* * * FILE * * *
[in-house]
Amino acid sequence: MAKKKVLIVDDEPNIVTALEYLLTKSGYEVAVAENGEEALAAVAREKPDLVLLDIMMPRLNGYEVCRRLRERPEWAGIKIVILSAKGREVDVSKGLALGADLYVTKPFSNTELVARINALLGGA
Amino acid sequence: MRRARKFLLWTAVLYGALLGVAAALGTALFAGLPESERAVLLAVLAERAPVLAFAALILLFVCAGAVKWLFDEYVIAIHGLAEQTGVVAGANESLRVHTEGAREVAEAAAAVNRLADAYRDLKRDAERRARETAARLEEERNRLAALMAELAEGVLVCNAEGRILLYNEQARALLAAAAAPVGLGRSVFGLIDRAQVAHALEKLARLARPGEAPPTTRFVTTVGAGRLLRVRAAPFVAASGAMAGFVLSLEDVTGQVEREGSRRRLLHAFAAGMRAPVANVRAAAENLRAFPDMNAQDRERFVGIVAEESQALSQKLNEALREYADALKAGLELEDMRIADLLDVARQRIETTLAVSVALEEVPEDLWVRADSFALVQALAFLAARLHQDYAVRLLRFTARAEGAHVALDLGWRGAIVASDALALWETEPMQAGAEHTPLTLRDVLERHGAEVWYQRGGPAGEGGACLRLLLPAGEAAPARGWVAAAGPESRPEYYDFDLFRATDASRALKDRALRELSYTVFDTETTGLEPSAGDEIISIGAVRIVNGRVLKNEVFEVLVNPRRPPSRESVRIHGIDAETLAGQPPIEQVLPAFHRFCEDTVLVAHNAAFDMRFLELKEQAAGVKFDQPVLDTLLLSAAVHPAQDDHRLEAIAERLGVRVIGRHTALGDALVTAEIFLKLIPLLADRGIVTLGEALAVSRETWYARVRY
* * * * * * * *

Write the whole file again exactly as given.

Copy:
[in-house]
Amino acid sequence: MAKKKVLIVDDEPNIVTALEYLLTKSGYEVAVAENGEEALAAVAREKPDLVLLDIMMPRLNGYEVCRRLRERPEWAGIKIVILSAKGREVDVSKGLALGADLYVTKPFSNTELVARINALLGGA
Amino acid sequence: MRRARKFLLWTAVLYGALLGVAAALGTALFAGLPESERAVLLAVLAERAPVLAFAALILLFVCAGAVKWLFDEYVIAIHGLAEQTGVVAGANESLRVHTEGAREVAEAAAAVNRLADAYRDLKRDAERRARETAARLEEERNRLAALMAELAEGVLVCNAEGRILLYNEQARALLAAAAAPVGLGRSVFGLIDRAQVAHALEKLARLARPGEAPPTTRFVTTVGAGRLLRVRAAPFVAASGAMAGFVLSLEDVTGQVEREGSRRRLLHAFAAGMRAPVANVRAAAENLRAFPDMNAQDRERFVGIVAEESQALSQKLNEALREYADALKAGLELEDMRIADLLDVARQRIETTLAVSVALEEVPEDLWVRADSFALVQALAFLAARLHQDYAVRLLRFTARAEGAHVALDLGWRGAIVASDALALWETEPMQAGAEHTPLTLRDVLERHGAEVWYQRGGPAGEGGACLRLLLPAGEAAPARGWVAAAGPESRPEYYDFDLFRATDASRALKDRALRELSYTVFDTETTGLEPSAGDEIISIGAVRIVNGRVLKNEVFEVLVNPRRPPSRESVRIHGIDAETLAGQPPIEQVLPAFHRFCEDTVLVAHNAAFDMRFLELKEQAAGVKFDQPVLDTLLLSAAVHPAQDDHRLEAIAERLGVRVIGRHTALGDALVTAEIFLKLIPLLADRGIVTLGEALAVSRETWYARVRY